The characteristics of the cover can be adjusted to vary water transmission and the
color can be changed to inhibit growth under the covering. The major problem for
outside use of all of these fixatives is the invasion and actions of biota. Mice, rabbits,
other wildlife as well as plant growth tend to burrow under any covering and spread
the contamination. While these measures do not permanently solve the problem, they
may provide a method of preventing the spread of contamination until a permanent,
acceptable solution is determined.
The three housekeeping practices listed below should be followed in a
plutonium facility as part of the Conduct of Operations [see DOE Order
5480.19, Ch. 2 (DOE, 2001c)]:
-- The inventory of contaminated and potentially contaminated scrap and
equipment should be kept to a minimum because all such materials are
subject to special monitoring and accountability.
-- Radioactive contamination should be controlled and the spread of
contaminants and the potential for accidents involving contaminants shall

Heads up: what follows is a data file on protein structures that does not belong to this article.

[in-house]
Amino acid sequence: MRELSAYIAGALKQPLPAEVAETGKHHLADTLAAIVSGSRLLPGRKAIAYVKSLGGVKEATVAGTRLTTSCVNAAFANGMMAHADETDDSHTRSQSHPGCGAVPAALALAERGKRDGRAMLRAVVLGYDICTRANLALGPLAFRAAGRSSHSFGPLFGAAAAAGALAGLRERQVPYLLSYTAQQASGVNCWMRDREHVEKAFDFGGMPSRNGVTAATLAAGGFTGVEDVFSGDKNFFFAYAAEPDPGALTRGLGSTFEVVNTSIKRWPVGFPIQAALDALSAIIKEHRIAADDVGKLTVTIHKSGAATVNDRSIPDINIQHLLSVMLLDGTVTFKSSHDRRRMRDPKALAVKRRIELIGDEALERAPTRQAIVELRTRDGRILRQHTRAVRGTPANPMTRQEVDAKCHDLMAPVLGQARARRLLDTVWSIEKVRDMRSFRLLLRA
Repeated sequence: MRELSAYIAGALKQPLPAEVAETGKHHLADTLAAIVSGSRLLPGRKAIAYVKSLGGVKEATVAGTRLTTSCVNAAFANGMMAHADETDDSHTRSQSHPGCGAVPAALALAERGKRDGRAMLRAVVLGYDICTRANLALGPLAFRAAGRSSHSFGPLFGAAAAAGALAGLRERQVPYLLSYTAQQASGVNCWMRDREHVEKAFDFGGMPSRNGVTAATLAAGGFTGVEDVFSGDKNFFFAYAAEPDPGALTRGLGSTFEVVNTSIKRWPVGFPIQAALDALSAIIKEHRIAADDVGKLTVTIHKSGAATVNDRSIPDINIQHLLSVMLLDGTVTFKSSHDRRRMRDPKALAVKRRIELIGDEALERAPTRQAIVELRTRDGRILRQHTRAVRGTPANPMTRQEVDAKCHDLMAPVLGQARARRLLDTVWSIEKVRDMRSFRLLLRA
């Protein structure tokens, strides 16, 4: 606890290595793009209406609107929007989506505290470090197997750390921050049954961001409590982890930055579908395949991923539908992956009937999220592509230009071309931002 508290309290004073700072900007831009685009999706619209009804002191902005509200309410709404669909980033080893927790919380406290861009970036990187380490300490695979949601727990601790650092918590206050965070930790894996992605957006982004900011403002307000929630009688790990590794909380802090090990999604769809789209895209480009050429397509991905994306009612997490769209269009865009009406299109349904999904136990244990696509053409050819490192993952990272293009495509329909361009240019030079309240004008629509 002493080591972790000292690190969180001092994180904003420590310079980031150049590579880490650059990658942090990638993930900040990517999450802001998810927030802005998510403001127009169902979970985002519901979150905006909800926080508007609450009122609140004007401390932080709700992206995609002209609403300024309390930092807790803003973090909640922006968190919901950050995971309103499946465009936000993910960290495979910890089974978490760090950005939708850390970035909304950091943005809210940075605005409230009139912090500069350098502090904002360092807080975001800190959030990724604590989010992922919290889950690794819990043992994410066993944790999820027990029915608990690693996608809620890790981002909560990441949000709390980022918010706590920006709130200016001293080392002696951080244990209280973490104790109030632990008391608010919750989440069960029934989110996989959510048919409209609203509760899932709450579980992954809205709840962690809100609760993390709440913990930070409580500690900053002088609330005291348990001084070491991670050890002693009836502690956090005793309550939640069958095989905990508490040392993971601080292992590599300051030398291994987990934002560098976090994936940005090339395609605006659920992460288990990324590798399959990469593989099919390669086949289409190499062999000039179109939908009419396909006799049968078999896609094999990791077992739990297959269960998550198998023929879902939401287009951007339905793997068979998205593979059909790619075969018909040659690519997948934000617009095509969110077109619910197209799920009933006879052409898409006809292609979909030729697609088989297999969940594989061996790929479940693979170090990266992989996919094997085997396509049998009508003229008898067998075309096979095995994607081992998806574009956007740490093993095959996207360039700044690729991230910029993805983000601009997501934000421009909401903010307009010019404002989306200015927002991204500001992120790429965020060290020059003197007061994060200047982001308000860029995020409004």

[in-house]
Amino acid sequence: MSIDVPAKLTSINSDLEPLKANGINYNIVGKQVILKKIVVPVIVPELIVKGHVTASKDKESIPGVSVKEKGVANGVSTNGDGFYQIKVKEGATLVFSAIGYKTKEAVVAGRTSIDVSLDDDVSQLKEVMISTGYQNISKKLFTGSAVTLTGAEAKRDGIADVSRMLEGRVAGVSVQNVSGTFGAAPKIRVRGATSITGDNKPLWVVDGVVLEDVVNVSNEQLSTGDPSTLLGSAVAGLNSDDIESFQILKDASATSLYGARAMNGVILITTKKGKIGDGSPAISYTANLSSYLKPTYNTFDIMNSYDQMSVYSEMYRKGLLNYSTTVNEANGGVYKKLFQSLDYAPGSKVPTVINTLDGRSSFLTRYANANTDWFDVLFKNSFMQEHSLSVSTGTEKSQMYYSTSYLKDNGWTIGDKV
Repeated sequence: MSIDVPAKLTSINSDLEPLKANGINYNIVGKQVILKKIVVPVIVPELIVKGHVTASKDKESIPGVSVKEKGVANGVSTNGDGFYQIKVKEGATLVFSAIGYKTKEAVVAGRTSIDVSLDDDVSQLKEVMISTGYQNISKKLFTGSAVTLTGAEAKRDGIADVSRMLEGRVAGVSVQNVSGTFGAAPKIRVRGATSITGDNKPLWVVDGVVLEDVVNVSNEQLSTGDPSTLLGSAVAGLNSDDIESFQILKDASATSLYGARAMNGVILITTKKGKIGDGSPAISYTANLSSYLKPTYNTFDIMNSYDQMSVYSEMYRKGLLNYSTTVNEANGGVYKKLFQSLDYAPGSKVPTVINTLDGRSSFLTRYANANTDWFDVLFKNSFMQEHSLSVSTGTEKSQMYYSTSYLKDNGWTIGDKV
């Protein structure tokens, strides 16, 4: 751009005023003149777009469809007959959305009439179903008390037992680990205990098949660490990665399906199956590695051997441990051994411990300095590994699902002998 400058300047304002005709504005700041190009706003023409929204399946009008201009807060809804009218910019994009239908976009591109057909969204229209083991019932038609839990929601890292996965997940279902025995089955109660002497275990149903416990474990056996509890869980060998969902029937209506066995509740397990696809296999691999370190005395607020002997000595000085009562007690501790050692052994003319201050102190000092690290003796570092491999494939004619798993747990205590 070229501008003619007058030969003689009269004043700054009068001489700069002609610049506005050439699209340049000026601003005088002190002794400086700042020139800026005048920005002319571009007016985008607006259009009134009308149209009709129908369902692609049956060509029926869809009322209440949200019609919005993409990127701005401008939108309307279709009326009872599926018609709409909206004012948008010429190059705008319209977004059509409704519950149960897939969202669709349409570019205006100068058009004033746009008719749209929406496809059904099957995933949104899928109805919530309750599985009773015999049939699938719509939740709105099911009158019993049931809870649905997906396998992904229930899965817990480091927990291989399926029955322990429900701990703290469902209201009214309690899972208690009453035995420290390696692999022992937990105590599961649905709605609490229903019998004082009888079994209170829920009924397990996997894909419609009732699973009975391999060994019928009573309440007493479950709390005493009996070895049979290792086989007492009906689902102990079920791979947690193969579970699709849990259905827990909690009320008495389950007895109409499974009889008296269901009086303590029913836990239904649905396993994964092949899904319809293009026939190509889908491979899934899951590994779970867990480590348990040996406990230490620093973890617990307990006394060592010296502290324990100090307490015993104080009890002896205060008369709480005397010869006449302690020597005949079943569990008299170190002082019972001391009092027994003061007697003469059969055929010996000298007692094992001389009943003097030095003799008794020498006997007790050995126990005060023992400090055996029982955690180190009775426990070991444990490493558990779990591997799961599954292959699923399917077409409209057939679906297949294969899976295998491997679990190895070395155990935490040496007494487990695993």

be minimized. (In at least one instance, poor housekeeping contributed to
a serious criticality accident.) Management at all levels should
continuously emphasize the importance of good housekeeping, and
operating procedures should be written to ensure good housekeeping
-- Measures shall be taken to maintain radiation exposure in controlled
areas as low as is reasonably achievable through facility design features
and administrative control (10 CFR 835.1001).
Where possible, materials that are not absolutely necessary to an operation
should be kept out of the contaminated or potentially contaminated area. It is
very important to minimize the creation of TRU waste. All packaging and
unnecessary protective coverings should be removed before materials are
introduced into the process area. Likewise, items that are not necessary to the
process should be promptly removed, particularly from glove boxes, and not
left to accumulate and become safety hazards, potential fire hazards, sources
of radioactive (dust) accumulation, or sources of exposure.
Good housekeeping practices inside glove boxes should emphasize fire and
explosion control. Only metal or nonflammable plastic containers should be
used for the accumulation of scrap and wastes of any kind in the glove boxes
and throughout plutonium facilities. Accumulation of combustible materials
in glove boxes should be minimized. When explosive, flammable, or volatile
liquids are allowed, they should be rigidly controlled and used only in inert
gas atmospheres unless a safety analysis review shows it is safe to do
otherwise. All residues should be removed immediately at the conclusion of
each job or cleaning operation.